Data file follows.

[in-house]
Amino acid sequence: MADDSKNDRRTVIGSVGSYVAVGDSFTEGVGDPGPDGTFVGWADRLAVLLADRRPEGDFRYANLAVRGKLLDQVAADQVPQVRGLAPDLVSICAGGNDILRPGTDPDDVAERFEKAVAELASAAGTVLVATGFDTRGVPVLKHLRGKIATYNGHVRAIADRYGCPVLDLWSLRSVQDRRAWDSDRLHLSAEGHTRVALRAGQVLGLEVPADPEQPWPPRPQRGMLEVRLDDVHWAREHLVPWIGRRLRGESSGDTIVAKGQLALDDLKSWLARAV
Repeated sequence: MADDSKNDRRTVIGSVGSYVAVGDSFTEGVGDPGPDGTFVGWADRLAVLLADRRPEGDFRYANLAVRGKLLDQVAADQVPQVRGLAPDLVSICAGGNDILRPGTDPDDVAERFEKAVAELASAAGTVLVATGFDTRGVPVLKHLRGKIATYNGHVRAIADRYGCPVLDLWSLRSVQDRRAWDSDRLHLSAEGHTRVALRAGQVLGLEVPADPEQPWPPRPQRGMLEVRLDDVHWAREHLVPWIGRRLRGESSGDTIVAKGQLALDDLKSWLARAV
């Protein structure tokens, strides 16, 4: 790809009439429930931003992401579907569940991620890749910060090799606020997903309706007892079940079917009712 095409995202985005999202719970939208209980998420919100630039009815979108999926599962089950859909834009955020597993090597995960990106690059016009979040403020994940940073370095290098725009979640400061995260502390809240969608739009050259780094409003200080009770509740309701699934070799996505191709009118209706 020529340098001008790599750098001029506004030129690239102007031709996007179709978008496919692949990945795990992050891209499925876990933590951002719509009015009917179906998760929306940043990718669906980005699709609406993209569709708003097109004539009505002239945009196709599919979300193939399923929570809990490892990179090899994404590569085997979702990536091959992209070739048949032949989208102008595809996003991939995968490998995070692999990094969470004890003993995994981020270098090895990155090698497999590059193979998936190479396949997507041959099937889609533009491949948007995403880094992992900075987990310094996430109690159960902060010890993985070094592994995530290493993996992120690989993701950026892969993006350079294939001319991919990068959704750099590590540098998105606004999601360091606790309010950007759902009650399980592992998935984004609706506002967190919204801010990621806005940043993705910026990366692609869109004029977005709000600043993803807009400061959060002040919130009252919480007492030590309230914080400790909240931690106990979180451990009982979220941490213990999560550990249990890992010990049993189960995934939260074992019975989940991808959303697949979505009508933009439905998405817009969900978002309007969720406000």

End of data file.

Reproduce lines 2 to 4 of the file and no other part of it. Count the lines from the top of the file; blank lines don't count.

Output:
Amino acid sequence: MADDSKNDRRTVIGSVGSYVAVGDSFTEGVGDPGPDGTFVGWADRLAVLLADRRPEGDFRYANLAVRGKLLDQVAADQVPQVRGLAPDLVSICAGGNDILRPGTDPDDVAERFEKAVAELASAAGTVLVATGFDTRGVPVLKHLRGKIATYNGHVRAIADRYGCPVLDLWSLRSVQDRRAWDSDRLHLSAEGHTRVALRAGQVLGLEVPADPEQPWPPRPQRGMLEVRLDDVHWAREHLVPWIGRRLRGESSGDTIVAKGQLALDDLKSWLARAV
Repeated sequence: MADDSKNDRRTVIGSVGSYVAVGDSFTEGVGDPGPDGTFVGWADRLAVLLADRRPEGDFRYANLAVRGKLLDQVAADQVPQVRGLAPDLVSICAGGNDILRPGTDPDDVAERFEKAVAELASAAGTVLVATGFDTRGVPVLKHLRGKIATYNGHVRAIADRYGCPVLDLWSLRSVQDRRAWDSDRLHLSAEGHTRVALRAGQVLGLEVPADPEQPWPPRPQRGMLEVRLDDVHWAREHLVPWIGRRLRGESSGDTIVAKGQLALDDLKSWLARAV
């Protein structure tokens, strides 16, 4: 790809009439429930931003992401579907569940991620890749910060090799606020997903309706007892079940079917009712 095409995202985005999202719970939208209980998420919100630039009815979108999926599962089950859909834009955020597993090597995960990106690059016009979040403020994940940073370095290098725009979640400061995260502390809240969608739009050259780094409003200080009770509740309701699934070799996505191709009118209706 020529340098001008790599750098001029506004030129690239102007031709996007179709978008496919692949990945795990992050891209499925876990933590951002719509009015009917179906998760929306940043990718669906980005699709609406993209569709708003097109004539009505002239945009196709599919979300193939399923929570809990490892990179090899994404590569085997979702990536091959992209070739048949032949989208102008595809996003991939995968490998995070692999990094969470004890003993995994981020270098090895990155090698497999590059193979998936190479396949997507041959099937889609533009491949948007995403880094992992900075987990310094996430109690159960902060010890993985070094592994995530290493993996992120690989993701950026892969993006350079294939001319991919990068959704750099590590540098998105606004999601360091606790309010950007759902009650399980592992998935984004609706506002967190919204801010990621806005940043993705910026990366692609869109004029977005709000600043993803807009400061959060002040919130009252919480007492030590309230914080400790909240931690106990979180451990009982979220941490213990999560550990249990890992010990049993189960995934939260074992019975989940991808959303697949979505009508933009439905998405817009969900978002309007969720406000």